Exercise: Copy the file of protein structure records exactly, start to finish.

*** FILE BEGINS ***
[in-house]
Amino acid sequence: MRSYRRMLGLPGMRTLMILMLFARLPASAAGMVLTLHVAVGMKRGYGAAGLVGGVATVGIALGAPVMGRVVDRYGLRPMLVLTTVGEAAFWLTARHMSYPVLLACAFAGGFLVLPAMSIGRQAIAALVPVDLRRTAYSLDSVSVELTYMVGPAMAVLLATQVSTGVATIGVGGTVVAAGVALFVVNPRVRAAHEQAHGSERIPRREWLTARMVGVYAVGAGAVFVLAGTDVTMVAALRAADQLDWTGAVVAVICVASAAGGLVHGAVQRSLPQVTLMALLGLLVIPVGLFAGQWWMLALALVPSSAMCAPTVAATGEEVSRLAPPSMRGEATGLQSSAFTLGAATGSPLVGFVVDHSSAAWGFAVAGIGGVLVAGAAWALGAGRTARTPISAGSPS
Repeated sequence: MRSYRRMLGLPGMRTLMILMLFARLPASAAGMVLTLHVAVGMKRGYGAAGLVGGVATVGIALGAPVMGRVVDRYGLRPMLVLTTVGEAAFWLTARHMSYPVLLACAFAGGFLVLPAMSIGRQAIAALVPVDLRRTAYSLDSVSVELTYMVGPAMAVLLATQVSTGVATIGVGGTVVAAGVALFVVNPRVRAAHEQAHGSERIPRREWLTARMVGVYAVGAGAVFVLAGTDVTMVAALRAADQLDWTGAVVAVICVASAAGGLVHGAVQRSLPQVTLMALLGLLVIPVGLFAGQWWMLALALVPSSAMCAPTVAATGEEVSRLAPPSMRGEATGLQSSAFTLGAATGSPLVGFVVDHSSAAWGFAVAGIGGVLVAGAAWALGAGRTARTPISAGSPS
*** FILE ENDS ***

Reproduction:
[in-house]
Amino acid sequence: MRSYRRMLGLPGMRTLMILMLFARLPASAAGMVLTLHVAVGMKRGYGAAGLVGGVATVGIALGAPVMGRVVDRYGLRPMLVLTTVGEAAFWLTARHMSYPVLLACAFAGGFLVLPAMSIGRQAIAALVPVDLRRTAYSLDSVSVELTYMVGPAMAVLLATQVSTGVATIGVGGTVVAAGVALFVVNPRVRAAHEQAHGSERIPRREWLTARMVGVYAVGAGAVFVLAGTDVTMVAALRAADQLDWTGAVVAVICVASAAGGLVHGAVQRSLPQVTLMALLGLLVIPVGLFAGQWWMLALALVPSSAMCAPTVAATGEEVSRLAPPSMRGEATGLQSSAFTLGAATGSPLVGFVVDHSSAAWGFAVAGIGGVLVAGAAWALGAGRTARTPISAGSPS
Repeated sequence: MRSYRRMLGLPGMRTLMILMLFARLPASAAGMVLTLHVAVGMKRGYGAAGLVGGVATVGIALGAPVMGRVVDRYGLRPMLVLTTVGEAAFWLTARHMSYPVLLACAFAGGFLVLPAMSIGRQAIAALVPVDLRRTAYSLDSVSVELTYMVGPAMAVLLATQVSTGVATIGVGGTVVAAGVALFVVNPRVRAAHEQAHGSERIPRREWLTARMVGVYAVGAGAVFVLAGTDVTMVAALRAADQLDWTGAVVAVICVASAAGGLVHGAVQRSLPQVTLMALLGLLVIPVGLFAGQWWMLALALVPSSAMCAPTVAATGEEVSRLAPPSMRGEATGLQSSAFTLGAATGSPLVGFVVDHSSAAWGFAVAGIGGVLVAGAAWALGAGRTARTPISAGSPS